Wireless Electricity and in future wirelessly charging your cellphone is that possible?

By | March 5, 2015

Continued from…

Yes the ad shows us a conceptual video about a family that is charging their electronic devices wirelessly. As most of you would have guessed by now the company sanctified by MDB Capital is Energous (WATT) eventually that same video could be found on Energous website too. Now that we are pretty sure the stock Nick Hodge is hyping in this teaser ad is WATT. Let’s look at the technology and its financial repercussions on WATT.

Wireless charging can easily be misunderstood for inductive charging. Inductive charging by the way is already working technology it uses an electromagnetic field to transfer energy between two objects. Electric current is typically transferred through an inductive coupling to a device, which can use that energy to charge batteries. It’s one of the best disruptive technologies available in the mobile world today as most device manufacturers have already adapted this technology.

What the heck is Energous doing with wireless charging?
Well, I think I have to scroll for more hints from the Energous website. Here’s what they have for us.

Works like Wi-Fi
A WattUp™ transmitter, or Power Router, sends energy via a radio frequency (RF) signal to your WattUp-enabled electronic devices when requested. A WattUp receiver in each device converts that signal into battery power.
The entire system is software controlled, so it’s intelligent and customizable to your needs and environment. And, because it’s designed to work invisibly in the background, WattUp makes low battery anxiety a thing of the past.

It looks fascinating what ensues is a little different proposition from Energous (WATT) as they seem to be doing something different from others. In fact Energous is trying to develop unified standards for wireless charging to take care of compatibility issues and they are really distinct in a (still in the test bed) category of wirelessly charging through (RF) signals. I am not sure if they refer Wi-Fi just to call the technology or of it’s exactly like a Wi-Fi connection between the charger and the device that gets the power. I am clueless really.

What it boils down to is this while everyone loves to own a product like this. I presume it has to be built into every device that uses it. It perhaps has to have a power receiver chip in it that works with Energous power network.  So that’s a big ecosystem. I think without associations from big device manufacturers such as Samsung or Apple it isn’t going to see the light of the day.  In fact it’s all about getting the technology to general masses, getting finances for the project, keeping investors involved, and most importantly in a proper timeline.

So much of that is in a very much obfuscated environment it seems the stock is already sold on the CES presentation and the news last month. There’s no judicious way to value the shares of the company, other than the cash reserves they have to sustain the current spending on R&D from the recent IPO, as most of the time it’s the press releases that drive the stock price, it turns out very risky to naïve shareholders when either the technology or the associations with the prospective partners go wrong.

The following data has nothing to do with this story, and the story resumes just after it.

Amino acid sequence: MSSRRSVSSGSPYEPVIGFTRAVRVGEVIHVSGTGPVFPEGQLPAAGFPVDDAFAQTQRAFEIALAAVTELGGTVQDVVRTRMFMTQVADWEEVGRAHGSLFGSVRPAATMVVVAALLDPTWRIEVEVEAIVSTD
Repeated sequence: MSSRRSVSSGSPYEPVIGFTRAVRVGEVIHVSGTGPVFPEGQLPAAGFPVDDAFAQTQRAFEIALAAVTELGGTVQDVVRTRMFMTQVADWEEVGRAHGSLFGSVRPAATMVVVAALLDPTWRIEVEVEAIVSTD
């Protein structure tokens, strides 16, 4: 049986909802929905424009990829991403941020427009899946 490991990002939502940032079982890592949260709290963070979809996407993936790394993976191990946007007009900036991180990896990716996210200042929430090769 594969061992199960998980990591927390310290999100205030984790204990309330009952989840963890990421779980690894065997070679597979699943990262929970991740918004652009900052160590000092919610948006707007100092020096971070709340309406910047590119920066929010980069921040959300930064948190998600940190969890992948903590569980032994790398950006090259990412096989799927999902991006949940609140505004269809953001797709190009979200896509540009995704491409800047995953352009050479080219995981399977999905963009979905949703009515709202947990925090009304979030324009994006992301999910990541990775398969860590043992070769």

I don’t mean that they aren’t going to get any partnerships in place, hence setting a new standard for wirelessly charging your devices as they seem to be in a very different niche, as others are using inductive charging mats. And this charging method is still a prototype that obviously works if their presentation video is to be relied upon.

If you have any of your own musings on Energous (WATT) do share them with us through the comment box below.

Disclosure: I don’t have any positions in any stocks mentioned herein, and no plans to initiate any in the near future.

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2 thoughts on “Wireless Electricity and in future wirelessly charging your cellphone is that possible?

  1. EHD

    There may be problems with this concept. Note below:

    RF (electromagnetic) energy diminishes as 1/r^2 where r is the distance between the transmitter and the receiver. The transmitter transmits the charging energy to the device that requires charging.

    Thus, if you need 1 watt to charge your device when it is one foot from the charging transmitters then you will need to transmit 100 watts to charge the same device when the device is 10 feet from the transmitter.

    If such large amounts (in excess of10 watts) are transmitted continuously then:
    (1) the FCC may have to approve or license the transmitter,
    (2) human health/biological effects should be evaluated when continually exposed
    to the RF energy field
    (3) the system is highly inefficient when a large amounts of energy is transmitted
    and very little reaches its target, the battery to be charged.

    Reply
    1. Anum

      That is exactly why Apple and Samsung haven’t adopted the technology and there are many other repercussions to be looked at. Yet it’s a long way to go before the technology is adapted by the mainstream players.

      Reply

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